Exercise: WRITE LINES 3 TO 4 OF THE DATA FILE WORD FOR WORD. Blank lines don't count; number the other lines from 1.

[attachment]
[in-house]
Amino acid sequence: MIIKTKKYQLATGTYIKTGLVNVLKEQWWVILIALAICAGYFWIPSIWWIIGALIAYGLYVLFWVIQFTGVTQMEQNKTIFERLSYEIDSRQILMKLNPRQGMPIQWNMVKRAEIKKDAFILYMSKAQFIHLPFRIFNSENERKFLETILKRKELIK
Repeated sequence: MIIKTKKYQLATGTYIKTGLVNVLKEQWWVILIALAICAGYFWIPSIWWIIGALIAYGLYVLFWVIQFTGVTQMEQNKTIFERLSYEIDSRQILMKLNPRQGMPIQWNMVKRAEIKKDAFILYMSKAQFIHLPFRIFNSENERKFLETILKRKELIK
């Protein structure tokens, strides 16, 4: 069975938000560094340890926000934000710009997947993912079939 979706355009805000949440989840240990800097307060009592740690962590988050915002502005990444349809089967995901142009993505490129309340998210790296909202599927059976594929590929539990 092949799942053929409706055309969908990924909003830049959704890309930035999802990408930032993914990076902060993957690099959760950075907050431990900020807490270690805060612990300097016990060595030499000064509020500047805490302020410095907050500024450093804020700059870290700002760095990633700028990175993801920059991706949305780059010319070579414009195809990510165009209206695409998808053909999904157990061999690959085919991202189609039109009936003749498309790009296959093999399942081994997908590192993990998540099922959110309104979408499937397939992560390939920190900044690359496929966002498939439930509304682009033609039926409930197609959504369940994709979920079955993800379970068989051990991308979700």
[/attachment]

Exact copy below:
Repeated sequence: MIIKTKKYQLATGTYIKTGLVNVLKEQWWVILIALAICAGYFWIPSIWWIIGALIAYGLYVLFWVIQFTGVTQMEQNKTIFERLSYEIDSRQILMKLNPRQGMPIQWNMVKRAEIKKDAFILYMSKAQFIHLPFRIFNSENERKFLETILKRKELIK
């Protein structure tokens, strides 16, 4: 069975938000560094340890926000934000710009997947993912079939 979706355009805000949440989840240990800097307060009592740690962590988050915002502005990444349809089967995901142009993505490129309340998210790296909202599927059976594929590929539990 092949799942053929409706055309969908990924909003830049959704890309930035999802990408930032993914990076902060993957690099959760950075907050431990900020807490270690805060612990300097016990060595030499000064509020500047805490302020410095907050500024450093804020700059870290700002760095990633700028990175993801920059991706949305780059010319070579414009195809990510165009209206695409998808053909999904157990061999690959085919991202189609039109009936003749498309790009296959093999399942081994997908590192993990998540099922959110309104979408499937397939992560390939920190900044690359496929966002498939439930509304682009033609039926409930197609959504369940994709979920079955993800379970068989051990991308979700």